A lighter V8

Published · tagged with internals memory presentations

In late 2018 we started a project called V8 Lite, aimed at dramatically reducing V8’s memory usage. Initially this project was envisioned as a separate Lite mode of V8 specifically aimed at low-memory mobile devices or embedder use-cases that care more about reduced memory usage than throughput execution speed. However, in the process of this work, we realized that many of the memory optimizations we had made for this Lite mode could be brought over to regular V8 thereby benefiting all users of V8.

In this post we highlight some of the key optimizations we developed and the memory savings they provided in real-world workloads.

Note: If you prefer watching a presentation over reading articles, then enjoy the video below! If not, skip the video and read on.

“V8 Lite ⁠— slimming down JavaScript memory” as presented by Ross McIlroy at BlinkOn 10.

Lite mode

In order to optimize V8’s memory usage, we first needed to understand how memory is used by V8 and what object types contribute a large proportion of V8’s heap size. We used V8’s memory visualization tools to trace heap composition across a number of typical web pages.

Percentage of V8’s heap used by different object types when loading Times of India.

In doing so, we determined that a significant portion of V8’s heap was dedicated to objects that aren’t essential to JavaScript execution, but are used to optimize JavaScript execution and handle exceptional situations. Examples include: optimized code; type feedback used to determine how to optimize the code; redundant metadata for bindings between C++ and JavaScript objects; metadata only required during exceptional circumstances such as stack trace symbolization; and bytecode for functions that are only executed a few times during page loading.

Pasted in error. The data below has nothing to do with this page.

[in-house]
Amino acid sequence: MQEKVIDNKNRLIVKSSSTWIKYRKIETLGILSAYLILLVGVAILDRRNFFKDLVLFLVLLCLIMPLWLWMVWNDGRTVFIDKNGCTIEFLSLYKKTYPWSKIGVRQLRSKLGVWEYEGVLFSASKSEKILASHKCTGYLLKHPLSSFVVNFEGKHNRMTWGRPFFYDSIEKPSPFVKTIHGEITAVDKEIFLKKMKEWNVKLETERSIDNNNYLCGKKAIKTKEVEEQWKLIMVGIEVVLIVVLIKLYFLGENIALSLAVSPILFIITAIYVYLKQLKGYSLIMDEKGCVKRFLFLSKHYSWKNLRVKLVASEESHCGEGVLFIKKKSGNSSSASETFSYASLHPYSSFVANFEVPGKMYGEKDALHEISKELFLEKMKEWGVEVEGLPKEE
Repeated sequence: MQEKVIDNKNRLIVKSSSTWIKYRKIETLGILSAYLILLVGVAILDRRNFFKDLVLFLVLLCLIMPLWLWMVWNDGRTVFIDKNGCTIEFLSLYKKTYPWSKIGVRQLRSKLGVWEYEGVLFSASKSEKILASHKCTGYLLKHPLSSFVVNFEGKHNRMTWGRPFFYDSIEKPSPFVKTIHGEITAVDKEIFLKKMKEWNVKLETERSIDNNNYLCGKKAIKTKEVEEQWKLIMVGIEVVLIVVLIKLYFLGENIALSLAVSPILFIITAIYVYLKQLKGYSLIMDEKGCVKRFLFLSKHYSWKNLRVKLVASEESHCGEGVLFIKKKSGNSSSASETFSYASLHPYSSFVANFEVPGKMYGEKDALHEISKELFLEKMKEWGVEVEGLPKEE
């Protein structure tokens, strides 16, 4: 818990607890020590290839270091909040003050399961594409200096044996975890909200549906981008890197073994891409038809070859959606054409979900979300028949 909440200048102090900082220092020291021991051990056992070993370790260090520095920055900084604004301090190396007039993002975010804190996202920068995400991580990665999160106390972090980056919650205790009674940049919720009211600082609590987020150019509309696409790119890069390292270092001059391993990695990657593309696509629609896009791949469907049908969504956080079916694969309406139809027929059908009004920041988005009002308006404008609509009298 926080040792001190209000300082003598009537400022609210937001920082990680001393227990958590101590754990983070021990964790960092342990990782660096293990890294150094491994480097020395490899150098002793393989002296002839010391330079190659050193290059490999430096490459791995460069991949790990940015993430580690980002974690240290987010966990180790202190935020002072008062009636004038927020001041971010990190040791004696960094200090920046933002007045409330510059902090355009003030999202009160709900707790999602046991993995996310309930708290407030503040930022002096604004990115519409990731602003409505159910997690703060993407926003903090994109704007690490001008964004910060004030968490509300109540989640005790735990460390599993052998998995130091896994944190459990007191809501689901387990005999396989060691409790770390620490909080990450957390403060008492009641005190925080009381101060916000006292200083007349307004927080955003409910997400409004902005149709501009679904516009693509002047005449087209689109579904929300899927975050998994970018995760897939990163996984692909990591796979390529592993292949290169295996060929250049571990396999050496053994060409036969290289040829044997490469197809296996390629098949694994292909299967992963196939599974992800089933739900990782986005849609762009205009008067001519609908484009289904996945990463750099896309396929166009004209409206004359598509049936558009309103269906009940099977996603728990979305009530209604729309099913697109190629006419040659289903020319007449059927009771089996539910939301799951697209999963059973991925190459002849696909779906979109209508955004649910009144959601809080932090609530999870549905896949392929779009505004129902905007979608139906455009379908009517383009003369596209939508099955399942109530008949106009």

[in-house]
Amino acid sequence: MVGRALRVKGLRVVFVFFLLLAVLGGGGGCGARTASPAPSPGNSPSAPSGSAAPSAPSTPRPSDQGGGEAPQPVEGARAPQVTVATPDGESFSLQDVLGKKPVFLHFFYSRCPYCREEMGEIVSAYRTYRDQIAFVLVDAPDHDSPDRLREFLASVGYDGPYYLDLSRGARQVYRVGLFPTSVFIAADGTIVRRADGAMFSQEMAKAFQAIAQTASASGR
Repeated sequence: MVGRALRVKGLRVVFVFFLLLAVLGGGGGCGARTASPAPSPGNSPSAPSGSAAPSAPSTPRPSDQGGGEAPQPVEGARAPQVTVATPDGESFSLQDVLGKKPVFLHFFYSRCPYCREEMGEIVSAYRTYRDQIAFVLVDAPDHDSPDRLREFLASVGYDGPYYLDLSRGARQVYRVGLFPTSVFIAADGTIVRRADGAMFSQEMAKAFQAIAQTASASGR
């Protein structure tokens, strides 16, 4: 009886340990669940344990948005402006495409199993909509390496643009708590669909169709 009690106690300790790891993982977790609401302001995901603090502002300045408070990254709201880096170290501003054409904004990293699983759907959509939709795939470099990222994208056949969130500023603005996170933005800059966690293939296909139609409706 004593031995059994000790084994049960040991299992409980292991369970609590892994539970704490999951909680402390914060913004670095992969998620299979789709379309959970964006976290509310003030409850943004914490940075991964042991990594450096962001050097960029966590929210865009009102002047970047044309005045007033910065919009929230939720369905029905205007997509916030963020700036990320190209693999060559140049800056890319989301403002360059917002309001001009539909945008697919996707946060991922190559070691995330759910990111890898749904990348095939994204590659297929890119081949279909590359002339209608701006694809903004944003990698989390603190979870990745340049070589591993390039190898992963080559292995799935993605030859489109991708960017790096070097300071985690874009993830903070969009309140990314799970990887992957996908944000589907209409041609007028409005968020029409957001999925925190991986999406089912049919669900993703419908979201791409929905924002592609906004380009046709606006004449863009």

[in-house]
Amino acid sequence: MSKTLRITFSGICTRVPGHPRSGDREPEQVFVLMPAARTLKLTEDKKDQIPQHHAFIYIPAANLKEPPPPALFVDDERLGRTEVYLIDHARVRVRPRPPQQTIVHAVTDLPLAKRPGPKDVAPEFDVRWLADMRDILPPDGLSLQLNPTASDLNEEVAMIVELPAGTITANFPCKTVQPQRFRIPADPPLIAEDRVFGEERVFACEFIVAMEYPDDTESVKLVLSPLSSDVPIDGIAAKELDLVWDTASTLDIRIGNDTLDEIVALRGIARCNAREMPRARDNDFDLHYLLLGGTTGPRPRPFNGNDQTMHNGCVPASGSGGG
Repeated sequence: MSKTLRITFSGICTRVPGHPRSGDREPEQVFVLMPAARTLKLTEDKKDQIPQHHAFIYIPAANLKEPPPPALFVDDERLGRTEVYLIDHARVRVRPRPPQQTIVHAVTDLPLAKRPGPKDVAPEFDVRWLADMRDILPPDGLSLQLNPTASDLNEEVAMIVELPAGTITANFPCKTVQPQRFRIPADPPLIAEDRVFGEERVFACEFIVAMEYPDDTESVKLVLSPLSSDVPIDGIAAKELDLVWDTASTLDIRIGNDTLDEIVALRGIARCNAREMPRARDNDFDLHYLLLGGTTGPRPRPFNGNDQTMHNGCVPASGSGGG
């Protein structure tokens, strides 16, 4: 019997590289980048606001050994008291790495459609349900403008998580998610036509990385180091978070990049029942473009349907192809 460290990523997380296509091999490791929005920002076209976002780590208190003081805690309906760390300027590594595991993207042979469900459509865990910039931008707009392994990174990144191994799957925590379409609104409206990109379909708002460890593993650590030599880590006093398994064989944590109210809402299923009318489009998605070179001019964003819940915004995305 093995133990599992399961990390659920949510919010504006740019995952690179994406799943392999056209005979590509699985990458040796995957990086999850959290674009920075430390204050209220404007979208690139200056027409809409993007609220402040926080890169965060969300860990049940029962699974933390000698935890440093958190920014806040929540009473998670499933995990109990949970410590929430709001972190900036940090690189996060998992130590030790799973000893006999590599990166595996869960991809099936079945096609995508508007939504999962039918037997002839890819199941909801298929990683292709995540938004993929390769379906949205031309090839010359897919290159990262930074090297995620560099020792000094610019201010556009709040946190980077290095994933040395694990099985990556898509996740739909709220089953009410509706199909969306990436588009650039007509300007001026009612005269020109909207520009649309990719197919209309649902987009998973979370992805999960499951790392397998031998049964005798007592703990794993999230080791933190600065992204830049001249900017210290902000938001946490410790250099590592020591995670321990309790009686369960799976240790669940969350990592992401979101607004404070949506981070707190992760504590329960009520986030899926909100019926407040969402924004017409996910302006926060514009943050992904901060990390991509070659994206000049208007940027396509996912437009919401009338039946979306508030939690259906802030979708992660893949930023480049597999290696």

As a result of this, we started work on a Lite mode of V8 that trades off speed of JavaScript execution against improved memory savings by vastly reducing the allocation of these optional objects.

A number of the Lite mode changes could be made by configuring existing V8 settings, for example, disabling V8’s TurboFan optimizing compiler. However, others required more involved changes to V8.

In particular, we decided that since Lite mode doesn’t optimize code, we could avoid collection of type feedback required by the optimizing compiler. When executing code in the Ignition interpreter, V8 collects feedback about the types of operands which are passed to various operations (e.g., + or o.foo), in order to tailor later optimization to those types. This information is stored in feedback vectors which contribute a significant portion of V8’s heap memory usage. Lite mode could avoid allocating these feedback vectors, however the interpreter and parts of V8’s inline-cache infrastructure expected feedback vectors to be available, and so required considerable refactoring to be able to support this feedback-free execution.